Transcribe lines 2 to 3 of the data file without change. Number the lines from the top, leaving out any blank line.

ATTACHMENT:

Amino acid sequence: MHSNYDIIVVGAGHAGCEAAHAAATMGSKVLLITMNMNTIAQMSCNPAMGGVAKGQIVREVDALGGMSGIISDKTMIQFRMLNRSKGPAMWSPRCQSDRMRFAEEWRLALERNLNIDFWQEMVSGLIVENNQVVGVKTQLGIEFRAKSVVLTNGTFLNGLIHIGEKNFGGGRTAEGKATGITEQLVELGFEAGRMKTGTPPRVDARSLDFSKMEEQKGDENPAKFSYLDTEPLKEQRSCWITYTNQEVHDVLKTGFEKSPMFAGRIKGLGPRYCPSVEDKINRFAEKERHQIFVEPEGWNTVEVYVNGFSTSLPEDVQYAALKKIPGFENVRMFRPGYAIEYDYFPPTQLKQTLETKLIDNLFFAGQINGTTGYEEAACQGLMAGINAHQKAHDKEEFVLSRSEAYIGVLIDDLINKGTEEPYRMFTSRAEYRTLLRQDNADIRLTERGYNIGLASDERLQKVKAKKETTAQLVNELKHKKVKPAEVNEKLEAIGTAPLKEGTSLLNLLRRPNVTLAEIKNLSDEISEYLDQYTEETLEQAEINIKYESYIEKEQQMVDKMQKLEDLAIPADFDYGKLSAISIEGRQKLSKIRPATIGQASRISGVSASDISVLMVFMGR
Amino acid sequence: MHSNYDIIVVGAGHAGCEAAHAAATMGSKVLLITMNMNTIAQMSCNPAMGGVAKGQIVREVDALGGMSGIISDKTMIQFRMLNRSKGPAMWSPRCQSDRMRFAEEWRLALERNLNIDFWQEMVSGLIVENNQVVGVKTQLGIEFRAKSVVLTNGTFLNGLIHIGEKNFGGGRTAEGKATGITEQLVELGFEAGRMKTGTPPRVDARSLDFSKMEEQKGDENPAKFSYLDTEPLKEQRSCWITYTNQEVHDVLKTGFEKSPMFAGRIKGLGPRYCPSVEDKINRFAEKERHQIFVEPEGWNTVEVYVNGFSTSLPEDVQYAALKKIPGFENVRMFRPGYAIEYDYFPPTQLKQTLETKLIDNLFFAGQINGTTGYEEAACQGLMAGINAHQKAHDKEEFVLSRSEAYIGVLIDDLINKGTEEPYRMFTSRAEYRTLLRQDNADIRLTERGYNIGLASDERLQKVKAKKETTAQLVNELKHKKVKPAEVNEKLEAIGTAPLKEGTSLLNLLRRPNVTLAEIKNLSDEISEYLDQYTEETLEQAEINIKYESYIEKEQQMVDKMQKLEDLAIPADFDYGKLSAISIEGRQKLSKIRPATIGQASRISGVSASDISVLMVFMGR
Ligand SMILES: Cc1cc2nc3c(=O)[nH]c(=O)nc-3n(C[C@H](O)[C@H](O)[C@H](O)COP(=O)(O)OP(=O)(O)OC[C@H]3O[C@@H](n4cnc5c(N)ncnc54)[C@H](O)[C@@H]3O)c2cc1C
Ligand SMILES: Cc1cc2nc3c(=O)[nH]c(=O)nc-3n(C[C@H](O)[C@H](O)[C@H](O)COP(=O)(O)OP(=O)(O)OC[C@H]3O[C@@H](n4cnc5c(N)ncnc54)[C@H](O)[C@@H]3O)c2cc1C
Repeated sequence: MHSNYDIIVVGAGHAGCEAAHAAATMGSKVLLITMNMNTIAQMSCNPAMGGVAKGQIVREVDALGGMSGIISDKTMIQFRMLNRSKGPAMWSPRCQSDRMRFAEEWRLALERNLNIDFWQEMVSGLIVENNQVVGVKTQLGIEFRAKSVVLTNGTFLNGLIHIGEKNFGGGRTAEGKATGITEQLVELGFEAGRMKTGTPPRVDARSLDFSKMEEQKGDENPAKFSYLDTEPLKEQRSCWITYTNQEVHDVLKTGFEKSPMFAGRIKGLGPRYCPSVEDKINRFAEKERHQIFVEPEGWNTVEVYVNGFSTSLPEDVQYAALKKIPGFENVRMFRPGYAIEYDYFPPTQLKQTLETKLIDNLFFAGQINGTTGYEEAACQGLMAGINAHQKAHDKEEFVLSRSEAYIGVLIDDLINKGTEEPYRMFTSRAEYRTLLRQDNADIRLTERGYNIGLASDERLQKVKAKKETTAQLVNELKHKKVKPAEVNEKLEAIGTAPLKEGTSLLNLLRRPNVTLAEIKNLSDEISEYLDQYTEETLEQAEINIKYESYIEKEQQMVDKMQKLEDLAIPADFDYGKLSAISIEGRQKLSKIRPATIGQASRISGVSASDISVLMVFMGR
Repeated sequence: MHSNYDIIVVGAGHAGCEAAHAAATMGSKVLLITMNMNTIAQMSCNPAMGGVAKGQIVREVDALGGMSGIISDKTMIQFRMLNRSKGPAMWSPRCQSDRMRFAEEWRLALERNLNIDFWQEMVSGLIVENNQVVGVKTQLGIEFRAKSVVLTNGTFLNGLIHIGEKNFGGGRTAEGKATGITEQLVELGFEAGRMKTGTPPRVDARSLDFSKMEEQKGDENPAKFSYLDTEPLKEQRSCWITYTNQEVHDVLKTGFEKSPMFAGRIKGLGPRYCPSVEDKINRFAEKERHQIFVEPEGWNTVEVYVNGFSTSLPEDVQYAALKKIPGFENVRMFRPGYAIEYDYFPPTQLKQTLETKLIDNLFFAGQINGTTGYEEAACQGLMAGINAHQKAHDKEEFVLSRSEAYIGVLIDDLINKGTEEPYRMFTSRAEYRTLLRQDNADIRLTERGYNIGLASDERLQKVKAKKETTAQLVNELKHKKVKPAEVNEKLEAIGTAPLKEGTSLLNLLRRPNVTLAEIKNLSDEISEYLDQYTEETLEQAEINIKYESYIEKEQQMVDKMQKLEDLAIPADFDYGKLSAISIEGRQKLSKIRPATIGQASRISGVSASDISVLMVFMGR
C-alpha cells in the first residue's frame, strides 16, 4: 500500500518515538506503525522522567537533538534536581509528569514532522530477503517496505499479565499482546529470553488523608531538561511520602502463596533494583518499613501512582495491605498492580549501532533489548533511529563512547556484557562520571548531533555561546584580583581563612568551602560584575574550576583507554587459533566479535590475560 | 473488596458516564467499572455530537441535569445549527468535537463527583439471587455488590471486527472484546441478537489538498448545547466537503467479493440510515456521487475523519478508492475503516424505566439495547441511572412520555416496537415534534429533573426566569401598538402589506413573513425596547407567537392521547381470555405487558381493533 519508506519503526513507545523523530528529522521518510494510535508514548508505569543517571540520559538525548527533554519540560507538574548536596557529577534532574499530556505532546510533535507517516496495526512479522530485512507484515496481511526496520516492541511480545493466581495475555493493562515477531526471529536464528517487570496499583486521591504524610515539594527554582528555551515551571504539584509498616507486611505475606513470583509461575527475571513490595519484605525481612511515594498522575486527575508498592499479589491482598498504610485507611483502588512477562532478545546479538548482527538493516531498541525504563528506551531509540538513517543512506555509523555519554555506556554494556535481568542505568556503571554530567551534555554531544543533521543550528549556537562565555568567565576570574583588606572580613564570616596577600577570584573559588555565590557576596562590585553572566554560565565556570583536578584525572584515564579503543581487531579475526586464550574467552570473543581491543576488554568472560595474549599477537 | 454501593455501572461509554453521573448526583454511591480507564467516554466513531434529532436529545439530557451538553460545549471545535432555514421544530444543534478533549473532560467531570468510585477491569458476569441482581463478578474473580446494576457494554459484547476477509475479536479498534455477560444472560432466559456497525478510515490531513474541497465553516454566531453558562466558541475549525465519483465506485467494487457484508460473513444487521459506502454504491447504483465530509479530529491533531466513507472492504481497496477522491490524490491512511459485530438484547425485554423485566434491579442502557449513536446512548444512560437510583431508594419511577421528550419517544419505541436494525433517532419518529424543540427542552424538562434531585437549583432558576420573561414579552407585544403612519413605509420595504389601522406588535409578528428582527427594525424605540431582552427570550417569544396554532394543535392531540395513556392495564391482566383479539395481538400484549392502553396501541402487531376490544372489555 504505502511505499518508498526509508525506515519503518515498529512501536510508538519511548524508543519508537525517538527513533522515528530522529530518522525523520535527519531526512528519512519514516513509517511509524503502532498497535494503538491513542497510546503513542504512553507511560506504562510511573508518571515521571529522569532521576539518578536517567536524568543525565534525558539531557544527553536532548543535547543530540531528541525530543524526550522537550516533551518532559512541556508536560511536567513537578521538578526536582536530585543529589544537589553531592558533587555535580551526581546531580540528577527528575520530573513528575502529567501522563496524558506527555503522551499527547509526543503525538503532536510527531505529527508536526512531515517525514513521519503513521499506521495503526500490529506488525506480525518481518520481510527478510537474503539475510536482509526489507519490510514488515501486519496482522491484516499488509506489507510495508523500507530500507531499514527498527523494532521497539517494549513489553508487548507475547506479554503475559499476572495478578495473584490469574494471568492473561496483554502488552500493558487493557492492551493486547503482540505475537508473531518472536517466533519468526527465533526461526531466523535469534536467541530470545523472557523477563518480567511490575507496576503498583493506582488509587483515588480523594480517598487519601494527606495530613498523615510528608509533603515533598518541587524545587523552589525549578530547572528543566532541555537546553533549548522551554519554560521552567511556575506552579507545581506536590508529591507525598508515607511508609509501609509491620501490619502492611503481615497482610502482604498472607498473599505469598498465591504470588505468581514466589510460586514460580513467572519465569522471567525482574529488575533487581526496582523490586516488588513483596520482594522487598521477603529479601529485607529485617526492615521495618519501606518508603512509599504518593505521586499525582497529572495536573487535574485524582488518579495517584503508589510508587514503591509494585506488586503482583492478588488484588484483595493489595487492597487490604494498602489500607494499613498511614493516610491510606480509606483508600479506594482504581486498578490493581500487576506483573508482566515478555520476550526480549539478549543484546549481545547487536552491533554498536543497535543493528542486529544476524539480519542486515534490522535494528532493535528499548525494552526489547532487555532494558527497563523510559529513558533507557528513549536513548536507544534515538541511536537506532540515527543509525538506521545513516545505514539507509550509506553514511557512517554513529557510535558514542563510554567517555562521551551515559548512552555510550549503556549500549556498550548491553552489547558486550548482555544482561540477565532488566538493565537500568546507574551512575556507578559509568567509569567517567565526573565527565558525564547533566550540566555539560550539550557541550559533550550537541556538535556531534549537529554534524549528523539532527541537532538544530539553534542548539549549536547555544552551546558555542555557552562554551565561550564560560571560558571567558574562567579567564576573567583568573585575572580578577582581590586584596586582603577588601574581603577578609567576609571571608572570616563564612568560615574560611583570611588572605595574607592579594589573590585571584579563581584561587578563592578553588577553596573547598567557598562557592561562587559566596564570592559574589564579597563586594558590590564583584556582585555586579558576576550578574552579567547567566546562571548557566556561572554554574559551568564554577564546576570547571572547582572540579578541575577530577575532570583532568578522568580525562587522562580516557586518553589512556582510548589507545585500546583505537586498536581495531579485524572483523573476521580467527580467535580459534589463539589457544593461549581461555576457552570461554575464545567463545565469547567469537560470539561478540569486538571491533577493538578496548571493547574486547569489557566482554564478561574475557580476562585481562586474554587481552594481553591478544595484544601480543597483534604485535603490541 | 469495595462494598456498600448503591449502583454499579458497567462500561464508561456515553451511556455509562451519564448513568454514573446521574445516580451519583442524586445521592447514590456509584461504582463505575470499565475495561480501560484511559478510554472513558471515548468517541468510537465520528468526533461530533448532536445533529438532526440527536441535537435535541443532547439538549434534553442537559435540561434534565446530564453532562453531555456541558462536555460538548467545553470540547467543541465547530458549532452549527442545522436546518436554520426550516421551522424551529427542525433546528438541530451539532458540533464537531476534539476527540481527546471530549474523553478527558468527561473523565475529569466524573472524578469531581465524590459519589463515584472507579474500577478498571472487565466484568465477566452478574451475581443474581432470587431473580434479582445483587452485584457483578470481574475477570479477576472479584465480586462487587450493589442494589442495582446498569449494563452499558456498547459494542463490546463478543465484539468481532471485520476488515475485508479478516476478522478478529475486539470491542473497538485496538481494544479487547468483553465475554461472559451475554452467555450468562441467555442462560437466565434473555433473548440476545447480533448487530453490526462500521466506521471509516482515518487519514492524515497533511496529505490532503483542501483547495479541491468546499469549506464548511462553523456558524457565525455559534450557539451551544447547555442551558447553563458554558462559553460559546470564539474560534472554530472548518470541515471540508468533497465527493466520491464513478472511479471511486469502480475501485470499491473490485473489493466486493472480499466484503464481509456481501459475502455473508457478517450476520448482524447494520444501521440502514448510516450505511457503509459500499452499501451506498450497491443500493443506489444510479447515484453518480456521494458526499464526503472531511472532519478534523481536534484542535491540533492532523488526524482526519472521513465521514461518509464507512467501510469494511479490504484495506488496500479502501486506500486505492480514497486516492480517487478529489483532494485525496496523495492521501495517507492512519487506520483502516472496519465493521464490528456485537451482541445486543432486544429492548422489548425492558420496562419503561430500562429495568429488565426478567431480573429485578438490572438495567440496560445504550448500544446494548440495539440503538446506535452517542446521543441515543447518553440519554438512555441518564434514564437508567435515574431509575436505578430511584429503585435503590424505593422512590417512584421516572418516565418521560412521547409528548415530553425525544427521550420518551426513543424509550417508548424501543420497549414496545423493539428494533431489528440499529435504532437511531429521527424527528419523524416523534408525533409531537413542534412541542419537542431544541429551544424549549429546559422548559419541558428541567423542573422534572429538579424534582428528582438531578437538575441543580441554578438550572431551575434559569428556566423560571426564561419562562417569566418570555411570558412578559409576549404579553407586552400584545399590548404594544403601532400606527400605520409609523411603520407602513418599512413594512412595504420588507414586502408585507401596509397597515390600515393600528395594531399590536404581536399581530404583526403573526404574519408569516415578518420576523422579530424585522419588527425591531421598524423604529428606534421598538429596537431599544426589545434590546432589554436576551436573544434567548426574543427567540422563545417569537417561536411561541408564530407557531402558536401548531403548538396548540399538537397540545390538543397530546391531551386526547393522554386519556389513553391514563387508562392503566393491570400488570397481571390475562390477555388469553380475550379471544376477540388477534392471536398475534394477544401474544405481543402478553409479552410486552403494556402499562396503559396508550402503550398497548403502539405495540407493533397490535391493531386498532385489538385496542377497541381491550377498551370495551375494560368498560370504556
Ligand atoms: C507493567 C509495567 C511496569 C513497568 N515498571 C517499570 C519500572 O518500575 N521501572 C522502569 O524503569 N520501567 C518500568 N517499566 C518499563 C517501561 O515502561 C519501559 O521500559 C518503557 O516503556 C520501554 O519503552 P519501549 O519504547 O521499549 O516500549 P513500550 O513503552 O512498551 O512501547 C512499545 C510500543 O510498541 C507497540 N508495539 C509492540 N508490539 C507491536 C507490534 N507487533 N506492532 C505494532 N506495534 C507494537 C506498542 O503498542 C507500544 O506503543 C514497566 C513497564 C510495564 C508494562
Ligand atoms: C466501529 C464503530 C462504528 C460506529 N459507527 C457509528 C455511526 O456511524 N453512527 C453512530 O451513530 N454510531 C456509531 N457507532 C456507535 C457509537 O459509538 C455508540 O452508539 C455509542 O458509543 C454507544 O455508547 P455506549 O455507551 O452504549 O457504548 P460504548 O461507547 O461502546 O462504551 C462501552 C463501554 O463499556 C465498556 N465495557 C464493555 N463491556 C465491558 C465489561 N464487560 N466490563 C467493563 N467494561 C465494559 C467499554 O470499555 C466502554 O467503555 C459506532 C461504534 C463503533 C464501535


Amino acid sequence: MHSNYDIIVVGAGHAGCEAAHAAATMGSKVLLITMNMNTIAQMSCNPAMGGVAKGQIVREVDALGGMSGIISDKTMIQFRMLNRSKGPAMWSPRCQSDRMRFAEEWRLALERNLNIDFWQEMVSGLIVENNQVVGVKTQLGIEFRAKSVVLTNGTFLNGLIHIGEKNFGGGRTAEGKATGITEQLVELGFEAGRMKTGTPPRVDARSLDFSKMEEQKGDENPAKFSYLDTEPLKEQRSCWITYTNQEVHDVLKTGFEKSPMFAGRIKGLGPRYCPSVEDKINRFAEKERHQIFVEPEGWNTVEVYVNGFSTSLPEDVQYAALKKIPGFENVRMFRPGYAIEYDYFPPTQLKQTLETKLIDNLFFAGQINGTTGYEEAACQGLMAGINAHQKAHDKEEFVLSRSEAYIGVLIDDLINKGTEEPYRMFTSRAEYRTLLRQDNADIRLTERGYNIGLASDERLQKVKAKKETTAQLVNELKHKKVKPAEVNEKLEAIGTAPLKEGTSLLNLLRRPNVTLAEIKNLSDEISEYLDQYTEETLEQAEINIKYESYIEKEQQMVDKMQKLEDLAIPADFDYGKLSAISIEGRQKLSKIRPATIGQASRISGVSASDISVLMVFMGR
Ligand SMILES: Cc1cc2nc3c(=O)[nH]c(=O)nc-3n(C[C@H](O)[C@H](O)[C@H](O)COP(=O)(O)OP(=O)(O)OC[C@H]3O[C@@H](n4cnc5c(N)ncnc54)[C@H](O)[C@@H]3O)c2cc1C